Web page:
I didn't realize that the mess of a financial reform bill just passed still contained the provision that the credit ratings agencies can be held legally liable for their ratings. This is ridiculous, because nobody can predict with 100% accuracy and forcing people to just makes them unwilling to make predictions, and whatever you feel about the quality of ratings predictions, they do provide useful information to back up their ratings (as an analog, I may not agree with a research analyst's buy recommendation for a stock, but I'm usually interested in why THEY think it's a buy).
The other problem surfaced in the journal this morning: http://online.wsj.com/article/SB10001424052748704723604575379650414337676.html
Agencies refusing to rate loans (or, to a lesser extent, refusing to accurately rate a loan by not giving any good ratings for fear of liability) means that it's harder to sell those loans. If the issuer needs to keep them because they can't sell them, that increases risk for the issuer. They need to raise interest rates to compensate for that additional risk. In other words, it raises the cost of capital substantially at a time when we really want to stimulate consumption by lowering interest rates and reducing the cost of capital. I noticed Mankiw picked up on this as well - it's brutally anti-stimulatory at a time when we're desperately looking for cost-effective stimulus.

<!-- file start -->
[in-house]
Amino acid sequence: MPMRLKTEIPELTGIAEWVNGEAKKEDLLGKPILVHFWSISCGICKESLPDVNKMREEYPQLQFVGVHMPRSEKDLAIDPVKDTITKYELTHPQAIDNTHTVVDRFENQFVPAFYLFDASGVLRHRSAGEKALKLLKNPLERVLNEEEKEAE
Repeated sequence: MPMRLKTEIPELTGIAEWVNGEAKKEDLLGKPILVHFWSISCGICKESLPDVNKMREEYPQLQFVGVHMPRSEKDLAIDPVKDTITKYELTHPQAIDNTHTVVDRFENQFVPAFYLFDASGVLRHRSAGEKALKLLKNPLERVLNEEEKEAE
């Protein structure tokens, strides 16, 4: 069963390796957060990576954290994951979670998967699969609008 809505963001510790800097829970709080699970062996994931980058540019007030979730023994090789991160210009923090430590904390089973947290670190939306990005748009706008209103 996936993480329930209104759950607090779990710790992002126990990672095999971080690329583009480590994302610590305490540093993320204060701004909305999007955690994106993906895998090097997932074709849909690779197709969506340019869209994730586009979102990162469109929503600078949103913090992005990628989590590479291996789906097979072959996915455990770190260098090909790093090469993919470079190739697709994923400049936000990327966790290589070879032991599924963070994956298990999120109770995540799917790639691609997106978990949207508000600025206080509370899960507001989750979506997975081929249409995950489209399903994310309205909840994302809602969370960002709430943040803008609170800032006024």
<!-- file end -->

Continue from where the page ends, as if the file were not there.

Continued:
More and more pieces of the financial reform bill look like they may stall a recovery. They cripple banks' earnings potential for a while, and they will almost certainly result in less lending. They will also almost certainly result in bigger bank fees, which presumably will shrink deposit bases and thus lending as more people either stash cash under the mattress or turn to other methods of saving or investing. Hopefully, de-banking people would result in more spending, but de-banking has the ability to stimulate a lot of illegal activity (theft, as well as the immediate temptations of drugs and prostitution - the third world suffers from this de-banking problem significantly) and result in more disparate and worse socioeconomic outcomes for low-income people.
In short, Congress really does seem unable to think about second-order consequences. Something to ponder for the "more government intervention" crowd.